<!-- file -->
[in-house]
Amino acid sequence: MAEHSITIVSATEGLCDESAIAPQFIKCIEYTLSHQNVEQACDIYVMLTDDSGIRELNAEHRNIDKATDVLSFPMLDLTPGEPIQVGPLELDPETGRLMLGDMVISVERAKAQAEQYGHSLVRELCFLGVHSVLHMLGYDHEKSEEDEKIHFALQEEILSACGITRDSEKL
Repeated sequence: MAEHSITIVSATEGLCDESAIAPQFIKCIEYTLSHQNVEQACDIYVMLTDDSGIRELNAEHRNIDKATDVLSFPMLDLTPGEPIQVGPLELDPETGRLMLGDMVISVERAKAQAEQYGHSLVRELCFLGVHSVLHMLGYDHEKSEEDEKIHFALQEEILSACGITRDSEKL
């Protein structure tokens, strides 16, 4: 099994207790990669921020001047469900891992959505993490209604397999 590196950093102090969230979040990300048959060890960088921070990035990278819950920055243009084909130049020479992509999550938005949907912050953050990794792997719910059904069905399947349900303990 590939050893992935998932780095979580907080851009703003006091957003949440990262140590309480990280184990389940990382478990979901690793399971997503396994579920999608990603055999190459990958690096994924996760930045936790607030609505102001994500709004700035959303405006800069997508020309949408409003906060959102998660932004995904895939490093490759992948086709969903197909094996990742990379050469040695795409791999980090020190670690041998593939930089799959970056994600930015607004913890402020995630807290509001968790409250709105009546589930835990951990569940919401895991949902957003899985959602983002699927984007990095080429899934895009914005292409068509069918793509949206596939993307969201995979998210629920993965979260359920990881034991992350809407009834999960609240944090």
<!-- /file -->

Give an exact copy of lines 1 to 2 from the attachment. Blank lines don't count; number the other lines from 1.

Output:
[in-house]
Amino acid sequence: MAEHSITIVSATEGLCDESAIAPQFIKCIEYTLSHQNVEQACDIYVMLTDDSGIRELNAEHRNIDKATDVLSFPMLDLTPGEPIQVGPLELDPETGRLMLGDMVISVERAKAQAEQYGHSLVRELCFLGVHSVLHMLGYDHEKSEEDEKIHFALQEEILSACGITRDSEKL